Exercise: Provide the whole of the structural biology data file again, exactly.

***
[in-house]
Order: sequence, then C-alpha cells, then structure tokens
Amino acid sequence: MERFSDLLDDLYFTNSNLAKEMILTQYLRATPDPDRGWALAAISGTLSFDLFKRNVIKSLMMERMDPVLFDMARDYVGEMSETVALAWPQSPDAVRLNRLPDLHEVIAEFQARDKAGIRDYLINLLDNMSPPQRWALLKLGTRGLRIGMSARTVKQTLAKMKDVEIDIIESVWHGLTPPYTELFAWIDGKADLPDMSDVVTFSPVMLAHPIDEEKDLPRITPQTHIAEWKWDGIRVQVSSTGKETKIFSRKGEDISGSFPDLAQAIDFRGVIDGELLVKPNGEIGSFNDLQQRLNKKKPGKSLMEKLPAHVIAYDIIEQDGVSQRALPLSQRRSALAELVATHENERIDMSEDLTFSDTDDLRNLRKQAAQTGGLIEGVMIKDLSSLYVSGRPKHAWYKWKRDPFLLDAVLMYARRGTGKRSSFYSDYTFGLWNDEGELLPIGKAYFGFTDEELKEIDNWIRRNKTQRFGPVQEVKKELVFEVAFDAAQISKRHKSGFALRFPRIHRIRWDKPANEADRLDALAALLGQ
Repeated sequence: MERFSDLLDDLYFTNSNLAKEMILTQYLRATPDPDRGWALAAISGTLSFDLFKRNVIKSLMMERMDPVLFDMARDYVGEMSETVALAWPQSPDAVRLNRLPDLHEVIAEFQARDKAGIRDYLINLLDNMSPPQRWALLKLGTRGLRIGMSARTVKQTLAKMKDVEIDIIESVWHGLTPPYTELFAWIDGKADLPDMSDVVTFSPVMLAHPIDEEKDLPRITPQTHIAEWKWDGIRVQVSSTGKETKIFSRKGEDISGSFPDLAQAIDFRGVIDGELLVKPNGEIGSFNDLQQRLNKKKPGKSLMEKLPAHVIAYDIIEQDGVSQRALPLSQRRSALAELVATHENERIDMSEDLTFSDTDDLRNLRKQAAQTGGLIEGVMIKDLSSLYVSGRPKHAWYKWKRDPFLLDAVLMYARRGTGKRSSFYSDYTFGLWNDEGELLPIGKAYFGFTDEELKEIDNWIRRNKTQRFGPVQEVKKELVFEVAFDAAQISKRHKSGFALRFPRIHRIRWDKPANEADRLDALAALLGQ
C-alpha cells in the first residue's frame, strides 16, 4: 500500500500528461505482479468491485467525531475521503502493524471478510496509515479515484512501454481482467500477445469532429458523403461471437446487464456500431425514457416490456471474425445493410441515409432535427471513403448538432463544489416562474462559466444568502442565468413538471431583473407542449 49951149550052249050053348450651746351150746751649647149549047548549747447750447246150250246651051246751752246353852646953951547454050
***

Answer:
[in-house]
Order: sequence, then C-alpha cells, then structure tokens
Amino acid sequence: MERFSDLLDDLYFTNSNLAKEMILTQYLRATPDPDRGWALAAISGTLSFDLFKRNVIKSLMMERMDPVLFDMARDYVGEMSETVALAWPQSPDAVRLNRLPDLHEVIAEFQARDKAGIRDYLINLLDNMSPPQRWALLKLGTRGLRIGMSARTVKQTLAKMKDVEIDIIESVWHGLTPPYTELFAWIDGKADLPDMSDVVTFSPVMLAHPIDEEKDLPRITPQTHIAEWKWDGIRVQVSSTGKETKIFSRKGEDISGSFPDLAQAIDFRGVIDGELLVKPNGEIGSFNDLQQRLNKKKPGKSLMEKLPAHVIAYDIIEQDGVSQRALPLSQRRSALAELVATHENERIDMSEDLTFSDTDDLRNLRKQAAQTGGLIEGVMIKDLSSLYVSGRPKHAWYKWKRDPFLLDAVLMYARRGTGKRSSFYSDYTFGLWNDEGELLPIGKAYFGFTDEELKEIDNWIRRNKTQRFGPVQEVKKELVFEVAFDAAQISKRHKSGFALRFPRIHRIRWDKPANEADRLDALAALLGQ
Repeated sequence: MERFSDLLDDLYFTNSNLAKEMILTQYLRATPDPDRGWALAAISGTLSFDLFKRNVIKSLMMERMDPVLFDMARDYVGEMSETVALAWPQSPDAVRLNRLPDLHEVIAEFQARDKAGIRDYLINLLDNMSPPQRWALLKLGTRGLRIGMSARTVKQTLAKMKDVEIDIIESVWHGLTPPYTELFAWIDGKADLPDMSDVVTFSPVMLAHPIDEEKDLPRITPQTHIAEWKWDGIRVQVSSTGKETKIFSRKGEDISGSFPDLAQAIDFRGVIDGELLVKPNGEIGSFNDLQQRLNKKKPGKSLMEKLPAHVIAYDIIEQDGVSQRALPLSQRRSALAELVATHENERIDMSEDLTFSDTDDLRNLRKQAAQTGGLIEGVMIKDLSSLYVSGRPKHAWYKWKRDPFLLDAVLMYARRGTGKRSSFYSDYTFGLWNDEGELLPIGKAYFGFTDEELKEIDNWIRRNKTQRFGPVQEVKKELVFEVAFDAAQISKRHKSGFALRFPRIHRIRWDKPANEADRLDALAALLGQ
C-alpha cells in the first residue's frame, strides 16, 4: 500500500500528461505482479468491485467525531475521503502493524471478510496509515479515484512501454481482467500477445469532429458523403461471437446487464456500431425514457416490456471474425445493410441515409432535427471513403448538432463544489416562474462559466444568502442565468413538471431583473407542449 49951149550052249050053348450651746351150746751649647149549047548549747447750447246150250246651051246751752246353852646953951547454050